Zulgad: Opponents can sleep easy if Vikings don't find vertical threat
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There seemed to be a collective sigh of relief among the Vikings faithful on the night of Aug. 27.
Those sitting in the Metrodome and watching at home echoed similar feelings:
1. McNabb, unlike Brett Favre, seemed to have no issue with throwing the ball deep to Berrian.
2) More important, the Vikings appeared as if they could loosen up defenses so Pro Bowl running back Adrian Peterson would have sufficient room to operate when handed the ball.
Shame on all for jumping to these conclusions so quickly.
There are a plethora of areas in which one could express concern after the Vikings opened the regular season with a 24-17 loss Sunday in which McNabb threw for an embarrassingly low 39 yards against the San Diego Chargers.
Among them: The Vikings ran only 43 plays; the tight ends, supposedly a major part of new coordinator Bill Musgrave's passing offense, did not catch a ball and were only targeted twice; and the Vikings converted only one of five third downs in the second half.
But perhaps the biggest worry should have been that, of the 15 passes attempted by McNabb, only one was a deep attempt. That was a fourth-quarter shot that was intended for Berrian but ended up being short and broken up.
That non-completion caused a flashback to the same Dallas game and a play to which we all should have paid more attention.
In the second quarter, McNabb again looked for Berrian on a deep pass of 37 yards. But this time, the receiver was covered in the end zone, had to go up and battle for the ball and didn't come down with it.
On Sunday, Berrian had to fight Chargers cornerback Antoine Cason for possession and lost out.
Part of the reason Favre was so brilliant in 2009 was he was working with Sidney Rice, who has the ability to use his 6-foot-4 frame to battle defenders for the any football thrown in his vicinity.
The Vikings wanted to retain Rice once the NFL lockout ended but were unwilling to pay the type of guaranteed money ($18.5 million) the Seattle Seahawks were willing to give the free agent.
It was hard to blame the Vikings, given Rice's injury history and the fact he had missed much of the 2010 season after undergoing hip surgery. Rice already missed the Seahawks opener last because of a shoulder injury.
The problem is that when Rice walked out the door, so did there one legitimate threat to stretch the field and make Peterson's life easier.
It can be debated how much Berrian has left in the tank and whether he still has the speed to be an elite down-the-field threat on go routes. But what can't be debated is this:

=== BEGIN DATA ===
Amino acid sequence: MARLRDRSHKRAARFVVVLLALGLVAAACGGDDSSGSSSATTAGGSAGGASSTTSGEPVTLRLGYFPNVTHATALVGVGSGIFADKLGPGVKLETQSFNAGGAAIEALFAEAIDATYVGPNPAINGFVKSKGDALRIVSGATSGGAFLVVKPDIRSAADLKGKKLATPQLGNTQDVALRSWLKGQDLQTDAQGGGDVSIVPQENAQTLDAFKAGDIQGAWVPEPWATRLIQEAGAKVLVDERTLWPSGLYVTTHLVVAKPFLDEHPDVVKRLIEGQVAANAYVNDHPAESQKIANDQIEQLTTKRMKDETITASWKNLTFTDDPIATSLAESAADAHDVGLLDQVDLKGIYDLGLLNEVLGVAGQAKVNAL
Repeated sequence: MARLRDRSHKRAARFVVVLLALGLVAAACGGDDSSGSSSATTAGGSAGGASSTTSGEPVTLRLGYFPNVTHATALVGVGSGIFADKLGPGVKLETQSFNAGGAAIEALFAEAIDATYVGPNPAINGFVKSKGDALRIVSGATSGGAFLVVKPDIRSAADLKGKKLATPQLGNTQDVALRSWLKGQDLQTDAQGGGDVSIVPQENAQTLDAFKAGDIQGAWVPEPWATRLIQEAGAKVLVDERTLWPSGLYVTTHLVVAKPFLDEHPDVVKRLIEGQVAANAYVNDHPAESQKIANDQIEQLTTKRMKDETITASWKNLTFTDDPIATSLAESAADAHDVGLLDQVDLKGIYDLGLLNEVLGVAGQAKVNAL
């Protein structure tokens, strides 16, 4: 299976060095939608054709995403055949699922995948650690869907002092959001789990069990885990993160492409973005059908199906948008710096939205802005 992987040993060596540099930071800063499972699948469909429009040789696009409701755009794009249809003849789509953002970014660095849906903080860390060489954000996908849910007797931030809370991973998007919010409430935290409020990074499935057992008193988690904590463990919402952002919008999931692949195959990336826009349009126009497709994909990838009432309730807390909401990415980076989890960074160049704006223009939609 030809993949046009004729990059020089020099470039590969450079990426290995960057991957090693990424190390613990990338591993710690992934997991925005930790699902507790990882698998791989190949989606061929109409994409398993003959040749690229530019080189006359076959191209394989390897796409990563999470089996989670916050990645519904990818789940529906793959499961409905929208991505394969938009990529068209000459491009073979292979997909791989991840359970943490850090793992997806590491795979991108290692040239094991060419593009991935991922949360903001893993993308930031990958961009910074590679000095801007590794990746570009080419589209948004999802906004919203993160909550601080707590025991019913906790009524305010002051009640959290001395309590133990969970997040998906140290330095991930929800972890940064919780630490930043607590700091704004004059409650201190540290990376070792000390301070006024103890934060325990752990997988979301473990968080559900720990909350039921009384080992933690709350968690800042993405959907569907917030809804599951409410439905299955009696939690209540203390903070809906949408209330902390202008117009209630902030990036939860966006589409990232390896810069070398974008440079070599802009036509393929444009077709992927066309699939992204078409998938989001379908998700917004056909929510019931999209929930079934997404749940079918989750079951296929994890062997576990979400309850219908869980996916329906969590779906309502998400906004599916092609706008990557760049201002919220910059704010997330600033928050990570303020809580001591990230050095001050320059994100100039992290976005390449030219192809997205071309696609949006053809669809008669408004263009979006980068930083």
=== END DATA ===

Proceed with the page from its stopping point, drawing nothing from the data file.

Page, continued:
McNabb, who will turn 35 in November, doesn't have the arm strength of Favre and is in need of a wide receiver who can make an adjustment on the deep ball to beat his defender.
As Favre learned, this isn't Berrian's strength. Air out the perfect deep pass to Berrian, and he'll catch it in stride. But throw a jump ball, and odds are good Berrian won't come down with it.
This means McNabb might need another option when it comes to stretching the field, and it's uncertain if that guy is on the roster.
Percy Harvin is the best athlete among the Vikings receivers, but ideally, he lines up as a slot receiver, catches a 12- to 15-yard pass, breaks a couple of tackles and gets 25 yards or more.
This doesn't mean Harvin, who stands 5-11, can't stretch the field on occasion by outmuscling a defensive back on a deep route -- but that's not his ideal role. If it becomes necessary, the Vikings might have no alternative but to turn to Harvin in these situations.
The final option for McNabb could be 6-foot-2 Devin Aromashodu, but he is the biggest unknown of the Vikings wide receivers. Aromashodu caught only 10 passes for the Chicago Bears last season but two years ago did have 24 receptions, including a 39-yard touchdown catch in overtime to beat the Vikings in a December game.
As they prepare to open their home schedule on Sunday against Tampa Bay, coach Leslie Frazier and his staff likely are just hoping McNabb and Berrian will find a way to get on the same page and recapture the chemistry that flashed so briefly against Dallas.
If that doesn't happen, defensive coordinators will be able to put their sole focus on stopping Peterson and sleep easy knowing the guy the Vikings wanted as their vertical threat is now living in Seattle.